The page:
The center of the Lagoon Nebula is a whirlwindof spectacular star formation. Visible on the lower left, at least two long funnel-shaped clouds, each roughly half a light-year long, have been formed by extreme stellar winds and intense energetic starlight. The tremendously bright nearby star, Hershel 36, lights the area. Vast walls of dust hide and redden other hot young stars. As energy from these stars pours into the cool dust and gas, large temperature differences in adjoining regions can be created generating shearing winds which may cause the funnels. This picture, spanning about 5 light years, was taken in 1995 by the orbiting Hubble Space Telescope. The Lagoon Nebula, also known as M8, lies about 5000 light years distant toward the constellation of Sagittarius.

Image Credit: Hubble, A. Caulet (ST-ECF, ESA),NASA

Time And Space

The rising sun and some scattered clouds provide a picturesque backdrop for the Space Shuttle Discovery as it travels along the Crawlerway toward Launch Pad 39A in preparation for the STS-83 mission. The Shuttle is on a Mobile Launch Platform, and the entire assemblage is being carried by a large tracked vehicle called the Crawler Transporter. A seven-member crew will perform the second sevicing of the orbiting Hubble Space Telescope (HST) during the 10-day STS-82 flight, which launched on February 11, 1997.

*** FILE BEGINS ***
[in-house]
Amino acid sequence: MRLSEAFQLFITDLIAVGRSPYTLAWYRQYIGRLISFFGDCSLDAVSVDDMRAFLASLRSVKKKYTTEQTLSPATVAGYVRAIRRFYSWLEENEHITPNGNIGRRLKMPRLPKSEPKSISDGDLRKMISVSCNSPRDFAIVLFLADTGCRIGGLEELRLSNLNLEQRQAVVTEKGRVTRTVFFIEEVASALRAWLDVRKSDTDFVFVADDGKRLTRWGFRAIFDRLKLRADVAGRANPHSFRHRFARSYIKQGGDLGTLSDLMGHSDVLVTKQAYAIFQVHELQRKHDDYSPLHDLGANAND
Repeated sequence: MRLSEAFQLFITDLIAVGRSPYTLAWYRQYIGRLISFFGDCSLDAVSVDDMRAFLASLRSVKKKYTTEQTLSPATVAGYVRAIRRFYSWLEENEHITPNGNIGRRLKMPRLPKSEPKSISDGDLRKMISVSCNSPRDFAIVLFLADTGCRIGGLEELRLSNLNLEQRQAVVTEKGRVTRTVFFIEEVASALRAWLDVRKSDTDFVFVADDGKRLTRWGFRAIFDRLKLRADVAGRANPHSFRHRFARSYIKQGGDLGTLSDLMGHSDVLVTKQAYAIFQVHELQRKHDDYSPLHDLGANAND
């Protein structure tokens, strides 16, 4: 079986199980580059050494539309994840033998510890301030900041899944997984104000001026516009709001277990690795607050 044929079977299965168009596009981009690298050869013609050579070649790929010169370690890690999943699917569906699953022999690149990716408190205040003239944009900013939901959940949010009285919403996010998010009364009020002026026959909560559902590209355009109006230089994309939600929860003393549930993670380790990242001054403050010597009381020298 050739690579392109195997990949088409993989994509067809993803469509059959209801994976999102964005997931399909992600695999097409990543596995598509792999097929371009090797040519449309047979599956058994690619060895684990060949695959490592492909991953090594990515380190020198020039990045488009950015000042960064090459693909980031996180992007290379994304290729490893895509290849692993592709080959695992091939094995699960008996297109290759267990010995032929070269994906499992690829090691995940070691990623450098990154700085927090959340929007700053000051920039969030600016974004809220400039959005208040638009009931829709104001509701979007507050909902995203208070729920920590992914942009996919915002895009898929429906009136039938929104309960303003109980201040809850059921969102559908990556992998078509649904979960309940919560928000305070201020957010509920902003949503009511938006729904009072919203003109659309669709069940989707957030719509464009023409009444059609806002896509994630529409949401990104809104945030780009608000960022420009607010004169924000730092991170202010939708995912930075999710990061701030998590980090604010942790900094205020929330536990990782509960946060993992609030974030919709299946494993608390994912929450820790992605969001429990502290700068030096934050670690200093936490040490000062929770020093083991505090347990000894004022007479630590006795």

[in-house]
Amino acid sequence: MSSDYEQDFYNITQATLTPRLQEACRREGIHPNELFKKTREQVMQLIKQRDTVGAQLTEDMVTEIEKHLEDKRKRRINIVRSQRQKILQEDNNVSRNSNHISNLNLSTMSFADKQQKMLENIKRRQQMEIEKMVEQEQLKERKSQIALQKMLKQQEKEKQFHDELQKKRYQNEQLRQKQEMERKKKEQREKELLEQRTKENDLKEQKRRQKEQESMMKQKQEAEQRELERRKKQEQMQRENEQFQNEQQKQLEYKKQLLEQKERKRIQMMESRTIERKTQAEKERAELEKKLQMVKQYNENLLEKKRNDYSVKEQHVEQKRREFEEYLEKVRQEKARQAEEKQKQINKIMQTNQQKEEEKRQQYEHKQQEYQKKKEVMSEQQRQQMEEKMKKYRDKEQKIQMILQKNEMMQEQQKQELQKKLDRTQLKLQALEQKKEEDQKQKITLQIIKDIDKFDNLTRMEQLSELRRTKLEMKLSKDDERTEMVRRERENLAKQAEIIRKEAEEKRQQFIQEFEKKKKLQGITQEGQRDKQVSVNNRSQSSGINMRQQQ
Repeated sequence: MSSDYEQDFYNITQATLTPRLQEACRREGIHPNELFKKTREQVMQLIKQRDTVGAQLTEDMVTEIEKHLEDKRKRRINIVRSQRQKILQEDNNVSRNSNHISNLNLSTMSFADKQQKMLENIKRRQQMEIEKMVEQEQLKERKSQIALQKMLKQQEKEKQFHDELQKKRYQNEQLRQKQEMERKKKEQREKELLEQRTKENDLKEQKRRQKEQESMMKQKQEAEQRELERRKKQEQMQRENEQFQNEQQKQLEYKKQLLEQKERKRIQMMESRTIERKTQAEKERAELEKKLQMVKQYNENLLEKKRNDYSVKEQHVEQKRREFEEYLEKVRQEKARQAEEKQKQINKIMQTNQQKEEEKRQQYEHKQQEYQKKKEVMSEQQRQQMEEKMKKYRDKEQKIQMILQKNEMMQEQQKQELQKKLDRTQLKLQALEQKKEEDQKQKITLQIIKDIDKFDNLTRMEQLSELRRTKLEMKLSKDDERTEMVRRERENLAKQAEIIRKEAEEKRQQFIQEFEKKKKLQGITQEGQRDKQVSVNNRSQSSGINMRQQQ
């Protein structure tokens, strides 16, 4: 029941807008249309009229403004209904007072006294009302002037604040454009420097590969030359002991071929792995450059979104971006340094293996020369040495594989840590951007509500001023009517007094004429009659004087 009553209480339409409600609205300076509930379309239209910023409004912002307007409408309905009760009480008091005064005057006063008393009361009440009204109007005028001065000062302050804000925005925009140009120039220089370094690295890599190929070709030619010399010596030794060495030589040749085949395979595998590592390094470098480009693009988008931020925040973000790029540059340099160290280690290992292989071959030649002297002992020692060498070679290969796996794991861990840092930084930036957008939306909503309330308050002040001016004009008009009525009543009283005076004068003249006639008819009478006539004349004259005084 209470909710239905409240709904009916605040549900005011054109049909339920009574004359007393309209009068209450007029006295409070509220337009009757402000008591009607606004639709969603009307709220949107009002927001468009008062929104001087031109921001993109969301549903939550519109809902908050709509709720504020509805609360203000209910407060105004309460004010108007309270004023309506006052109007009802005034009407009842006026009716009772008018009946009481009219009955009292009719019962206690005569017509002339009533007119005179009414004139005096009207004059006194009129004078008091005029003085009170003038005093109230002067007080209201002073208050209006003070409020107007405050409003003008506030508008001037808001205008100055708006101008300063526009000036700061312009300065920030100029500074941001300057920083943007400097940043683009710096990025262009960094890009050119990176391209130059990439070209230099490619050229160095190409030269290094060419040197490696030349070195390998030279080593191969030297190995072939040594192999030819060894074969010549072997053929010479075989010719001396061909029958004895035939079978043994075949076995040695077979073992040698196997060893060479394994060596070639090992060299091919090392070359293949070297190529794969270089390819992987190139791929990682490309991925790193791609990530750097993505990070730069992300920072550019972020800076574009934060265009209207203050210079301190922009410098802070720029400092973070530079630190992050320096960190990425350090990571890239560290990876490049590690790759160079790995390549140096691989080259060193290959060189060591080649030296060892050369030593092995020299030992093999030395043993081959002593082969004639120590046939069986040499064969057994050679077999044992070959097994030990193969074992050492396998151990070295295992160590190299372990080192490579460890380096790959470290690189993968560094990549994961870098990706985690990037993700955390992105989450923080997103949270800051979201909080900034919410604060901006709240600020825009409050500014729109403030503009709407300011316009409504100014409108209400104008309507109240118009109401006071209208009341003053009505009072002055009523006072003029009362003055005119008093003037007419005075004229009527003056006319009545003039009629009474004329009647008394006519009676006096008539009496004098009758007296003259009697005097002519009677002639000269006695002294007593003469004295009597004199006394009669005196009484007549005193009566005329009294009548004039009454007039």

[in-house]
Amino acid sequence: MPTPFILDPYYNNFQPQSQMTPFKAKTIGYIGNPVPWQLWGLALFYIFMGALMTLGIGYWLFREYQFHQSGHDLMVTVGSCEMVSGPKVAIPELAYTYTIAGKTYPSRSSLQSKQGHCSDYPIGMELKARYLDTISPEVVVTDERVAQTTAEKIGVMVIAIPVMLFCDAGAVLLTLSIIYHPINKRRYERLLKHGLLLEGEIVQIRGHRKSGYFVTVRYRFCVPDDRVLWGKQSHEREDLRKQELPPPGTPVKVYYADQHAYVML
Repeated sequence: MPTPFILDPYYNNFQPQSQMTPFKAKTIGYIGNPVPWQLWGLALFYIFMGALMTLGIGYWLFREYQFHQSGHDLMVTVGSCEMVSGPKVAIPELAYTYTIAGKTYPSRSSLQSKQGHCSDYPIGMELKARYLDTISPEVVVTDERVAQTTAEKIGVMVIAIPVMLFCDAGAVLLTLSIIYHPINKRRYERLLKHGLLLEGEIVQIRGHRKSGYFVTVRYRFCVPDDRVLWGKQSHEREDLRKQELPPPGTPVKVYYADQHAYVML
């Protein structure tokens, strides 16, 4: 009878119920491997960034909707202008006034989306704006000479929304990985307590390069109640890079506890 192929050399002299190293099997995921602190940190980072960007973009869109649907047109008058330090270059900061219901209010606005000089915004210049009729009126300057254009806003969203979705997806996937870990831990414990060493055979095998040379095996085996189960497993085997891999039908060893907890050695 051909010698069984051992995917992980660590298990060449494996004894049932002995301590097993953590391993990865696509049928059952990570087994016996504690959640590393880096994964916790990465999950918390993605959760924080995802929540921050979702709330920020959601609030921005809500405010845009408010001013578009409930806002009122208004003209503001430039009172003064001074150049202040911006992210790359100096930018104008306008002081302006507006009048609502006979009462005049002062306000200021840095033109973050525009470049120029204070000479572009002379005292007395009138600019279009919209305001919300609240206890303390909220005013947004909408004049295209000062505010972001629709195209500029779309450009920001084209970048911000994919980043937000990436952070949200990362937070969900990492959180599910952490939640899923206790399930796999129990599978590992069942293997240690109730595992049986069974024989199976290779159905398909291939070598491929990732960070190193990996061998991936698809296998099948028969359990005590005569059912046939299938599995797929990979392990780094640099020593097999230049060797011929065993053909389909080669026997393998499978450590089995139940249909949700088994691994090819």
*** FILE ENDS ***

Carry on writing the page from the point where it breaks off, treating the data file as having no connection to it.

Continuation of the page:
Hubble Space Telescope reaches orbit

On April 24, 1990, the Hubble Space Telescope was launched aboard Space Shuttle Discovery on the STS-31 mission. The mission featured the deployment of Hubble, the first of NASA’s Great Observatories to reach orbit. STS-31 was the tenth launch of the shuttle Discovery. On board were astronauts Charles F. Bolden (pilot, now NASA Administrator), Steven A. Hawley (mission specialist), Loren J. Shriver (commander), Bruce McCandless (mission specialist) and Kathryn D. Sullivan (mission specialist, now NOAA Administrator).

In this April 25, 1990 photograph taken with a handheld Hasselblad camera, most of the giant Hubble Space Telescope can be seen as it is suspended in space by Discovery’s Remote Manipulator System (RMS) following the deployment of part of its solar panels and antennae. This was among the first photos NASA released on April 30 from the five-day STS-31 mission.